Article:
To the editor:
For the last year, the Portsmouth Dog Park Committee has had the pleasure of working with students from Salve Regina University and the University of Rhode Island. We turned to …
To the editor:
For the last year, the Portsmouth Dog Park Committee has had the pleasure of working with students from Salve Regina University and the University of Rhode Island. We turned to them for their fresh perspective on the park’s value to the community and for their ideas about its future.
Take Nolan Jolicoeur, for instance. As a junior in the Mathematics Department at Salve Regina University last year, Nolan designed and implemented an ambitious plan to collect attendance data from newly installed trail counters at the park. He developed an online database and a user-friendly dashboard to graphically illustrate how many people and dogs use the park during different times of the day, days of the week, and seasons of the year.
Nolan even managed to mine the database of the Iowa State University Environmental Mesonet to compare attendance relative to the weather conditions. What did he teach us? We found out that an average of 150 people use the park each day with some weekend attendance reaching as high as 300 — twice as many as we had originally estimated.
Nolan came to us thanks to Stacey Carter at Salve’s Center for Business Outreach. She also introduced us to Professor Teresa Starzecki, whose Business Research Methods class appeared in the dog park one fall morning to design the questions for Nolan’s online survey. What we learn from that survey will help quantify the park’s economic impact on the community. We invite those of you who frequent the park to scan the QR code at the park, or on our Facebook page, or on our website at portsmouthdogparkri.com, and answer just 11 easy questions. Thank you!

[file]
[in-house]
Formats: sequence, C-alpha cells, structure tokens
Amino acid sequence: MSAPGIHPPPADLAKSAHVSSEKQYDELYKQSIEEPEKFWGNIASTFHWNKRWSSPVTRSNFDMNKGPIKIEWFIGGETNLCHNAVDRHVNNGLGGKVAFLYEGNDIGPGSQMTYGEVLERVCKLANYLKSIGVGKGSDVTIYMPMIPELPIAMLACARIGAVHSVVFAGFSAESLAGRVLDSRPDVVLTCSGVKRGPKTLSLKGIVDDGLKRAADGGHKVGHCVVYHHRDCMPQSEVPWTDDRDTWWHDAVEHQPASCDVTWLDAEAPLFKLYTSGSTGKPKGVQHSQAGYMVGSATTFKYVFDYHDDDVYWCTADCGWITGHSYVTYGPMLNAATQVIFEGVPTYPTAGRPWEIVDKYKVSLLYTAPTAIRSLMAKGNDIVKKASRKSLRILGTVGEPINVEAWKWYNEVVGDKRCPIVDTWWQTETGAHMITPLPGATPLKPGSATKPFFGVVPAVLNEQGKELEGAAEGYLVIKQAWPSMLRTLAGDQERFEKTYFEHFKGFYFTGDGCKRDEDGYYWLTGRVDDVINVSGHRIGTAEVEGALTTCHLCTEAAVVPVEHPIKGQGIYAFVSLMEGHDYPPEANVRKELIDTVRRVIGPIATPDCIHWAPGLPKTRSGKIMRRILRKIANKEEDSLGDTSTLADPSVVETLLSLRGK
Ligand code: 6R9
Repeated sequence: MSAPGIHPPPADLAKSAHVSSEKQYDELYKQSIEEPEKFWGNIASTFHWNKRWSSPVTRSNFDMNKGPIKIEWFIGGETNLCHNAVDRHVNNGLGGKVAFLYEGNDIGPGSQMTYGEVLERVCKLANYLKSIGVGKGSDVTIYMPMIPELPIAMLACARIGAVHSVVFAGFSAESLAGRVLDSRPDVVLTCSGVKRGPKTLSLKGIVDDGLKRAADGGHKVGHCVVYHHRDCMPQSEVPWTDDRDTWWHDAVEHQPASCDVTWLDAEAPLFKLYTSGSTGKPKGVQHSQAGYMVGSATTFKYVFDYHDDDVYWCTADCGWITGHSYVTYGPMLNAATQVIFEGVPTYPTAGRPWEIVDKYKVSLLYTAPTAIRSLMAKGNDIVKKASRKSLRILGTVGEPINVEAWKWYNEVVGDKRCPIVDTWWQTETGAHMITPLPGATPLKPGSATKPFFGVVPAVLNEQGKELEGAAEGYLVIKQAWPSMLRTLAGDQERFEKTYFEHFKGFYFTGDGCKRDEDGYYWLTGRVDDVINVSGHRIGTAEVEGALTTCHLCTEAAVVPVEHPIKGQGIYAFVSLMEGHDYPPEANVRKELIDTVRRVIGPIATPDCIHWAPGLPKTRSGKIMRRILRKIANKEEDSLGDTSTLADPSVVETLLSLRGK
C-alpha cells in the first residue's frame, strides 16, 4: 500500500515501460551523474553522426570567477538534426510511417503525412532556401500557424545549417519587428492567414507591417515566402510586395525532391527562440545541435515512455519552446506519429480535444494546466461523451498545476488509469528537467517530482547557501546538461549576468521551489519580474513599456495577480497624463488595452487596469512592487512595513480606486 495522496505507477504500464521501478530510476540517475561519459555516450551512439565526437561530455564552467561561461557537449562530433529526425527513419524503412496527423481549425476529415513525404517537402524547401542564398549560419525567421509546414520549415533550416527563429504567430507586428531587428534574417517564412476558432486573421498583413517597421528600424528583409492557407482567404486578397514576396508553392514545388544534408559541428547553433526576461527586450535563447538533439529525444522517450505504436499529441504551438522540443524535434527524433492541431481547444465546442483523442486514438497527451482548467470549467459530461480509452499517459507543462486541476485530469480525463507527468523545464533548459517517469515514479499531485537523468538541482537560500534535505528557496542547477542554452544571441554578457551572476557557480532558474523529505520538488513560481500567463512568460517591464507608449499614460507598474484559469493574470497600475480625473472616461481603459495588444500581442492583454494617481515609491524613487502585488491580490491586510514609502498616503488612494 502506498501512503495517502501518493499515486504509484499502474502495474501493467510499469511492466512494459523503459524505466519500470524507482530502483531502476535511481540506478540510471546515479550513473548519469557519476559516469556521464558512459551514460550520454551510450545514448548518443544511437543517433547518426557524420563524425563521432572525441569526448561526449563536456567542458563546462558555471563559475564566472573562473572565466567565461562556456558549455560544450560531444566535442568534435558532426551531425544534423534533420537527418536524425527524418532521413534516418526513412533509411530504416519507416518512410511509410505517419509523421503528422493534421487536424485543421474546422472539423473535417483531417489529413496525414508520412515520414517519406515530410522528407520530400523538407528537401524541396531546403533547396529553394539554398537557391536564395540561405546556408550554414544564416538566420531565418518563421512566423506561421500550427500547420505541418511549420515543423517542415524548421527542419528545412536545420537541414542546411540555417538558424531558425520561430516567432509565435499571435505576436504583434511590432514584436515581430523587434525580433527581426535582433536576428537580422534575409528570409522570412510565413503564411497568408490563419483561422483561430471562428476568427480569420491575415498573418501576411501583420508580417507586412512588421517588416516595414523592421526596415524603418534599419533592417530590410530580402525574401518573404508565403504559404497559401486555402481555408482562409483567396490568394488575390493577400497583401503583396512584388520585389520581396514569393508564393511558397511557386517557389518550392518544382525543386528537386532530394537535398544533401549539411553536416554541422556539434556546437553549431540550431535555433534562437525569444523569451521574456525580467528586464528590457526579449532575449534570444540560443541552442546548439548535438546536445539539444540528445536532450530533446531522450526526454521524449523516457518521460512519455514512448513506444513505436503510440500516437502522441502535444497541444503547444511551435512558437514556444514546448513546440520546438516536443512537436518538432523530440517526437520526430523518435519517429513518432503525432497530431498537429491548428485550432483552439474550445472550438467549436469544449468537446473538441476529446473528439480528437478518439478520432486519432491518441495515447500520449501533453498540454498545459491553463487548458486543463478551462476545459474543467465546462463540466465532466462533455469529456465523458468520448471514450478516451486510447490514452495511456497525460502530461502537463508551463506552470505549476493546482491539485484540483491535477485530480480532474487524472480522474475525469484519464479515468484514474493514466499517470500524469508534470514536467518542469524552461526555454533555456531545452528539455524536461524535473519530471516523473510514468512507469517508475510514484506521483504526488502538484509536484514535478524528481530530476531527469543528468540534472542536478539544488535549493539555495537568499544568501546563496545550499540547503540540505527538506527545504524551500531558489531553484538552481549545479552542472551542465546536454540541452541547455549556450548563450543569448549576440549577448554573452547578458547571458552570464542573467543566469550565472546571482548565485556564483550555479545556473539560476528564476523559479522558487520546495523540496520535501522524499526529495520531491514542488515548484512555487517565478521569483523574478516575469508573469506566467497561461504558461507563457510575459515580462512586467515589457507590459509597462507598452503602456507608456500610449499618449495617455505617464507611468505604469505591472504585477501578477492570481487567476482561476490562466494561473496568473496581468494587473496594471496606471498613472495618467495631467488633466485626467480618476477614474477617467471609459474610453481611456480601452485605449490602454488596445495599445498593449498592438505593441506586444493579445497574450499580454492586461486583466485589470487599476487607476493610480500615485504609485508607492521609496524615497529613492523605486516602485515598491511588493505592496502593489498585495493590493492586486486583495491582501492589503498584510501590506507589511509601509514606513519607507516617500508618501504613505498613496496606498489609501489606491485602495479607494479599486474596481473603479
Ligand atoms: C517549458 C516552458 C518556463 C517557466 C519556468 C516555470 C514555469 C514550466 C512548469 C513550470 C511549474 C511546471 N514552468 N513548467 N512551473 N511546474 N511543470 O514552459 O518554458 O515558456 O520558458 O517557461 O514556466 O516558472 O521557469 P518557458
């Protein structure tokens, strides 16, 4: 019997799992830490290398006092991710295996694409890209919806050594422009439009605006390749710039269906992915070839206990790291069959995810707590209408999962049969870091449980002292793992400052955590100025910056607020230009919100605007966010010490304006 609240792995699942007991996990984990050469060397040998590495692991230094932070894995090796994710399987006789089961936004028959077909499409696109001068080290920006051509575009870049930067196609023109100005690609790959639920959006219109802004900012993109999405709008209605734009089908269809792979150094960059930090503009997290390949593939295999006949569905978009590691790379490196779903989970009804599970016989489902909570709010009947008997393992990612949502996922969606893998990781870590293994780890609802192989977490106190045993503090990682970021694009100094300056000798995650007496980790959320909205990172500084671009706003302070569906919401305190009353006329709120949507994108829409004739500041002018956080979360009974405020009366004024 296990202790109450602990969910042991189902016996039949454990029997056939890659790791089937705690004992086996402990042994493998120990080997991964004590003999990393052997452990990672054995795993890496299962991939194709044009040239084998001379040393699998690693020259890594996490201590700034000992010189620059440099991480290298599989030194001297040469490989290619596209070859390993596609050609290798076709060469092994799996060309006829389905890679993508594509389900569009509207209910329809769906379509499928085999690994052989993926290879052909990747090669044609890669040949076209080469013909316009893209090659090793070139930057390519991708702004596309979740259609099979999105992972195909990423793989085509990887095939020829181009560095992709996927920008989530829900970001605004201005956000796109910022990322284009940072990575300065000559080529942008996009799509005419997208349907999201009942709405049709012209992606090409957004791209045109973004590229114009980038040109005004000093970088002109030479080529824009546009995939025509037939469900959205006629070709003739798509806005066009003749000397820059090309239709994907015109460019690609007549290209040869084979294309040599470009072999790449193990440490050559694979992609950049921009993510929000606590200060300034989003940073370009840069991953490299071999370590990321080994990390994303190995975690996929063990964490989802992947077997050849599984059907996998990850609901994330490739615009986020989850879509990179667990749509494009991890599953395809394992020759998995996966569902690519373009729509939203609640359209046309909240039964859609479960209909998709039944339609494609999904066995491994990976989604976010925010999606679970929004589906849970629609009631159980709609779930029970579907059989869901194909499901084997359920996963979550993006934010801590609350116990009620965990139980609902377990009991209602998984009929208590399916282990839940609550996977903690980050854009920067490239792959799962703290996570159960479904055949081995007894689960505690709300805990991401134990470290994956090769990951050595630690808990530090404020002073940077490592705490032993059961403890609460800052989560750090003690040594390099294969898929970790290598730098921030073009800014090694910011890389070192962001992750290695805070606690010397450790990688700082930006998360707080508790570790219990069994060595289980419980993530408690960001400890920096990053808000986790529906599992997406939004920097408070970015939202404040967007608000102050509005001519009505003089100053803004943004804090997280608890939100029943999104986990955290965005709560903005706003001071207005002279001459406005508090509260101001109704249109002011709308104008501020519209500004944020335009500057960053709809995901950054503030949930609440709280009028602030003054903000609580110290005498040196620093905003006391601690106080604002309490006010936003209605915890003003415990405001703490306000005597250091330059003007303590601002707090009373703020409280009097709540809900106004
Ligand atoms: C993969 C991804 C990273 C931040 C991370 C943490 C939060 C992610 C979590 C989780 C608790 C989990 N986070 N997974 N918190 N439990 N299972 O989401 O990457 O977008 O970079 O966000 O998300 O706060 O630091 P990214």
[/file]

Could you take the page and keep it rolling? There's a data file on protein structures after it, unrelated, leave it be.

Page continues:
As we thought about incorporating landscaping into our plans for expanding the park, we asked Professor Richard Sheridan, chair of URI’s Department of Landscape Architecture, for advice. A few months later, 15 upperclassmen from his landscape design class were tromping through the thickets on the proposed site. They observed the angles of the sun and shade, studied the moisture content of the soil, and identified native and invasive plants.
For their fall class project, Mr. Sheridan asked each student to unleash their imagination and create a landscape design for the site. Admittedly, some of their ideas would break our budget, but each student made a valuable contribution to our vision for the park. We invite you to see some of their designs which are on display on the ground floor of the Portsmouth Town Hall during May. Which ones do you like?
We are extremely grateful to all the students and their professors for helping us learn more about the Portsmouth Dog Park, its value to the community and its potential for improvement. As a retired educator, I am very pleasantly reassured that the next generation of citizens will be good stewards of our public parks.
Jane Regan chairs the Portsmouth Dog Park Committee.